Anjana: [00:37:07] OK, that is so cool. Like, I’m very excited to see how that crowdsourcing functionality plays out. I think it’s very cool that it is going to be fluid and not just like, OK, you can spend this much money on gas a couple of months out of the year and get like five bucks cash back, that I’m seriously like Syd said, where can I sign up? [00:37:27][19.6]

Sydney: [00:37:30] Yeah. [00:37:30][0.0]

Vrinda: [00:37:31] It’ll be some time until our card comes out, but we’re really excited to start this co-creation process with a bunch of women and just make sure, like some of these ideas really have legs and it’s truly reflecting the women who are co-creating with us. So, yeah, I want to keep that human and community element front and center. [00:37:50][19.1]

Sydney: [00:37:51] I’ve heard that also doubles as a mirror. Is this true? [00:37:54][3.1]

Vrinda: [00:37:57] So we’re working on that card development aspect. Yeah. I mean, there’s a lot of cool stuff that we can do in terms of card art and that’s another piece. I love the idea of the mirror card. I also want to give women options — do you want the mirror card, do you want something else? Is there a different way to personalize it? So that’s something also to co-create as well. [00:38:21][24.3]

Vrinda: [00:38:23] Well, we’re so excited to follow along this journey. [00:38:26][2.5]

Anjana: [00:38:28] OK, so just one last question before we let you go and something that had stood out to me on your website was this quote, and it says, “One thing the Sequin team heard a lot when we interviewed woman was, ‘I wish my credit card could actually teach me about credit, but I guess that’s not really the credit card’s job.’ At Sequin we believe it is.” So my question for you, I guess, credit cards make money because people don’t pay them off, right? So if you’re educating your users on how to pay them off, where do you see, like, the social good – I feel like there’s always a disconnect between doing social good but then also as a business making money, how do you see your company toeing that line, I guess? [00:39:11][43.3]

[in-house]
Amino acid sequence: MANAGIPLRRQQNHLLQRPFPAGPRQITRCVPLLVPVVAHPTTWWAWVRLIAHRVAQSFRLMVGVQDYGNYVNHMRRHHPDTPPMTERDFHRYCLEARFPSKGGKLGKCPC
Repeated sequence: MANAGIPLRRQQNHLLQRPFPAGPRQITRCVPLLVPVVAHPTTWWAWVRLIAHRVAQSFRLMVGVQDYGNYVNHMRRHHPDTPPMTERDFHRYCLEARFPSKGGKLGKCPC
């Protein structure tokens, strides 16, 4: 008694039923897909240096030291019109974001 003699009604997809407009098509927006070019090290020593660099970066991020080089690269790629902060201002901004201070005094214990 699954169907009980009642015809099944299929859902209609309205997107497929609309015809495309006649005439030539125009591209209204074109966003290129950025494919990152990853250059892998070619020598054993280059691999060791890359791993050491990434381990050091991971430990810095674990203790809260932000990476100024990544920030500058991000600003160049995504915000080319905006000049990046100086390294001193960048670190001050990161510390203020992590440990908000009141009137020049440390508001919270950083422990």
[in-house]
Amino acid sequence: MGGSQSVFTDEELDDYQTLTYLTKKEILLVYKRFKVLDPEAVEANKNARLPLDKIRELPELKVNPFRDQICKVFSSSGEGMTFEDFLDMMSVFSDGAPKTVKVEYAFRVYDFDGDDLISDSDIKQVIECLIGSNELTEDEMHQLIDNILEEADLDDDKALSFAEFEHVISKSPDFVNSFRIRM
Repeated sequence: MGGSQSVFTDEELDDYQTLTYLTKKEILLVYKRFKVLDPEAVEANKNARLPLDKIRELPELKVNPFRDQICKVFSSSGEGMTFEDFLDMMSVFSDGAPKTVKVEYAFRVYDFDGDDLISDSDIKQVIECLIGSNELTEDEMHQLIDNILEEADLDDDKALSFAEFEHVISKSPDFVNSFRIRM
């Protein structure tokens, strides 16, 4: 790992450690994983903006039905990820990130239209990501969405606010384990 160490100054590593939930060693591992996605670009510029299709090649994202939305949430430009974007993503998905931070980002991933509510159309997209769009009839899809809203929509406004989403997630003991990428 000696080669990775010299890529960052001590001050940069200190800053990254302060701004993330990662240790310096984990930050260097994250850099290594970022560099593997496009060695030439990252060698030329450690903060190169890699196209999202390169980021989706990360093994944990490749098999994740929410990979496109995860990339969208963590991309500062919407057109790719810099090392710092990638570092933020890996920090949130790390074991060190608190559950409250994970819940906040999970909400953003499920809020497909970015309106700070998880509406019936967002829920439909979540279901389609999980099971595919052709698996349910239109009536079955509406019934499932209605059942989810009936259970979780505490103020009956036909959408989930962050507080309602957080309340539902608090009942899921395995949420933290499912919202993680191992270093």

Vrinda: [00:39:13] I have been really obsessed with this idea of the social enterprise, right, dual bottom line, doing well by doing good. And I think the beauty in the time that we’re in right now is this ability for consumers to understand that ultimately these companies are businesses. But you don’t have to have either-or. I think the fact that we’ve gotten to a place where the only way to make money is by not telling people things is a fundamental issue to me. And there are a lot of different key revenue drivers, especially with a credit card, for example, every time you swipe the card, the merchant pays you a fee. You actually don’t need to gouge people on interest to have a pretty good business. But I think, you know, there hasn’t been a lot of questioning of that status quo. But now there are a few different players who are saying, hey, you know, maybe we can experiment with different models that are a little bit more transparent. So I don’t really believe in zero sum games. And I think it’s time that someone kind of or different companies are questioning that status quo. I think a lot of legacy companies have ridden that wave of not transparency, a lack of transparency, making them money. But I think consumers, especially young women, are pretty savvy at getting to the bottom of these things and really understanding what they know and what they don’t know. So I think in the future there is going to be rejiggering of how we think about business and how we think about business’ role in society. So that’s the future I want to live in and that’s the future I’m trying to build with Sequin. [00:40:53][100.0]